The Belgian government says it will no longer provide shelter for single men seeking asylum, arguing its insufficient reception capacity should prioritise families, women and children.
European human rights organisations and aid groups condemned the move as reneging on international commitments.
Belgium has long come under criticism for failing to provide enough shelter to the thousands of people who are seeking protection from persecution back home.
Long lines of tents along streets outside the main processing centre in Brussels have become a stain on Belgium's reputation.
On Wednesday, Asylum State Secretary Nicole de Moor said increasing pressure on asylum housing was expected over the coming months and she wanted "absolutely to avoid children ending up in the streets this winter".
Instead, single men will have to fend for themselves.
According to the EU Agency for Asylum, male applicants last year accounted for 71 per cent of asylum claims.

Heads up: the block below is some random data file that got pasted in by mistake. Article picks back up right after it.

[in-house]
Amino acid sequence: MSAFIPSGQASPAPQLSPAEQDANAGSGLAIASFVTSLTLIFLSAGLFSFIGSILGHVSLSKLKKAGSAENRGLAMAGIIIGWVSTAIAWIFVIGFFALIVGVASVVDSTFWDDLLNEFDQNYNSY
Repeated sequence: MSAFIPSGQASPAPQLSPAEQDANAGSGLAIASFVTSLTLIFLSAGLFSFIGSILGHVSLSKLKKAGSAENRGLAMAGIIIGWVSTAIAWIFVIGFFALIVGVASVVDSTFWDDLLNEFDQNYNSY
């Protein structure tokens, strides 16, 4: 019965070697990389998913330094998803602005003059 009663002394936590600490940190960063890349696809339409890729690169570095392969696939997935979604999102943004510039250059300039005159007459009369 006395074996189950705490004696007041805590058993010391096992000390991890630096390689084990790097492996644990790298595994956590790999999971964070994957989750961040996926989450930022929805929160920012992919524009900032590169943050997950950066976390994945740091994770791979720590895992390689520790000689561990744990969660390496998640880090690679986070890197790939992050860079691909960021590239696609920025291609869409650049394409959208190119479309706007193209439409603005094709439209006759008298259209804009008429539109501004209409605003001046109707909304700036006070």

Belgium's move was met with criticism from human rights organisations, with the 46-member Council of Europe taking the lead.
Contacted by the Associated Press, the CoE's Human Rights Commissioner Dunja Mijatović said that "the lack of accommodation has serious consequences for the human rights of people applying for asylum in Belgium, including from the perspective of their right to health".
Last December, she urged Belgian authorities to provide better assistance to asylum-seekers after hundreds of people slept on Brussels streets in freezing temperatures, scenes that went on through much of the winter.
"I reiterate my call to the authorities to implement swift measures and durable solutions to address structural shortcomings in the asylum system in Belgium and ensure that accommodation is available for all those seeking international protection, including single men," she said.
Others were more scathing.
"We thought we'd seen it all, but no. The Belgian government isn't just sitting on human rights, it's burying them by 'suspending' the reception of single male asylum-seekers," Philippe Hensmans, director of Amnesty International Belgium, said.
De Moor complained that the influx of asylum-seekers over the past two years in the country of 11.5 million had filled shelters almost to their capacity of 33,500.
Last year, Belgium had nearly 37,000 applications for protection, the federal agency Fedasil said.